Gahanna residents will have another opportunity to provide input to the city's planning commission about allowing backyard chickens in neighborhoods before a recommendation is made to city council.

Gahanna residents will have another opportunity to provide input to the city's planning commission about allowing backyard chickens in neighborhoods before a recommendation is made to city council.

A public hearing is scheduled during the commission's Nov. 16 meeting set for 7 p.m. at City Hall, 200 S. Hamilton Road.

Planning and Zoning Administrator Bonnie Gard said the city doesn't prohibit chickens where zoning encompasses 1-acre lots and larger properties.

"You can have farm animals there," she said. "You can have pigs, cows. They are permitted in city of Gahanna. We haven't had complaints from those."

The proposal to amend codes to allow backyard chickens on properties less than 1 acre involves two parts.

If approved by council, Chapter 505.081 would amend the city code to provide a lawful outline of how residents could own a chicken in a responsible manner.

A zoning code amendment -- Chapter 1170, titled "regulation of chickens" -- would define zoning requirements, a permit process and shelter requirements.

Chapter 1170 would need the planning commission's approval.

The proposal would allow three chickens maximum on a property smaller than a 0.5 acre. Homeowners who own 0.5 to 1 acre would be allowed to have five chickens.

The legislation also would prohibit any roosters, geese, peafowl or turkeys on lots smaller than 1 acre.

During a Nov. 2 planning workshop, commission member Joe Keehner said he believes local food is an important issue.

He said code regulations aren't a bad idea.

"I think arguments are emotionally charged. ... I'm not happy about cell towers. We can't outlaw them. It seems individual citizens should be able to have chickens in their backyards," Keehner said.

If residents have chickens for personal use, he said, they would want to keep them healthy and clean.

Keehner said he's surprised there has been so much controversy about the issue.

"It seems like cons can be addressed with regulations in the code," he said. "You will investigate pros and cons before you make the commitment. I'm not worried about the nuisance. I'm an advocate for local food."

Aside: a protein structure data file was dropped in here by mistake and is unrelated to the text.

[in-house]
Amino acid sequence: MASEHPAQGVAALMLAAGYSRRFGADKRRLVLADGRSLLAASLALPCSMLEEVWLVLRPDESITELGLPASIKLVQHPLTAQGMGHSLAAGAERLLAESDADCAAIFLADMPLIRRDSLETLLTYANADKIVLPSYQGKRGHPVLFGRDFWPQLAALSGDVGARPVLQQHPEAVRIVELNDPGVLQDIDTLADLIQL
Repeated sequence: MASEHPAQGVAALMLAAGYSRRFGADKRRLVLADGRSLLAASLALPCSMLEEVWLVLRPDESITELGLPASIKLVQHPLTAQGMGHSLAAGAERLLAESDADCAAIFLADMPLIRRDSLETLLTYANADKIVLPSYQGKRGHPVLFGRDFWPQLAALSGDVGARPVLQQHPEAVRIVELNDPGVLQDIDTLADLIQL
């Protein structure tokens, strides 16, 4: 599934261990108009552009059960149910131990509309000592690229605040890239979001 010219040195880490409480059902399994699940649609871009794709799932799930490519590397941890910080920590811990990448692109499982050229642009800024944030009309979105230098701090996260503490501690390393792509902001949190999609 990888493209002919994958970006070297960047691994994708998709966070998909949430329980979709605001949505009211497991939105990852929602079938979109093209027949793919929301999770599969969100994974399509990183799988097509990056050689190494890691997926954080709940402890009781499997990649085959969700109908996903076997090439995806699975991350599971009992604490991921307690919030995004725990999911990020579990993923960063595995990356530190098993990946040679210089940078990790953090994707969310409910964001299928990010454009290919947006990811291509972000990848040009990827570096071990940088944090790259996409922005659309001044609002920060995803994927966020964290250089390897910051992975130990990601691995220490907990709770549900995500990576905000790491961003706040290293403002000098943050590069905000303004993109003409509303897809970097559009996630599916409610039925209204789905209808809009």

Commission chairman Donald Shepherd said his concern is the enforcement aspect.

Gard said that would be a dual operation between zoning and police.

"If we're charged with this, we will do it," she said.

Commission member Kristin Rosan said her law partner Tim Madison serves on Bexley City Council.

Bexley has allowed backyard chickens since late 2010.

"He said he isn't aware of any complaints," she said. "He thinks it has been a good thing for the people who participate. They haven't had issues."

Rosan said it's her sense a core group of Gahanna residents have chickens and would "come out of the shadows," and a few others are interested.

She said Bexley has about 20 residents with backyard chickens, and she would expect a similar response in Gahanna.

"This is a big commitment," Rosan said. "It isn't undertaken lightly."

Commission member Jennifer Price suggested a pilot program, allowing a limited number of permits to start.

Tom Weber, assistant city attorney, said once the city permits the birds, "The chicken is out of the barn. ... Either you decide you want this practice or you don't. Otherwise, I think you create more problems."

Price said she suggested the pilot program as a way to address questions for those who have concerns.

"I talked to several people I know who have chickens," she said. "It's a tight-knit group who raises chickens. The hens have to be healthy and not be stressed to lay."

Weber said he likes the idea of an annual permit.

"If you have a one-year program, it works or you tweak," he said.

Weber said the commission may not be in a position to make a recommendation to council following the public hearing.

Gard said commission members should contact city attorney Shane Ewald if they want something added to the draft.

"Prior to the time you make a recommendation, you may want to discuss the code," Weber said. "Council will have its own process."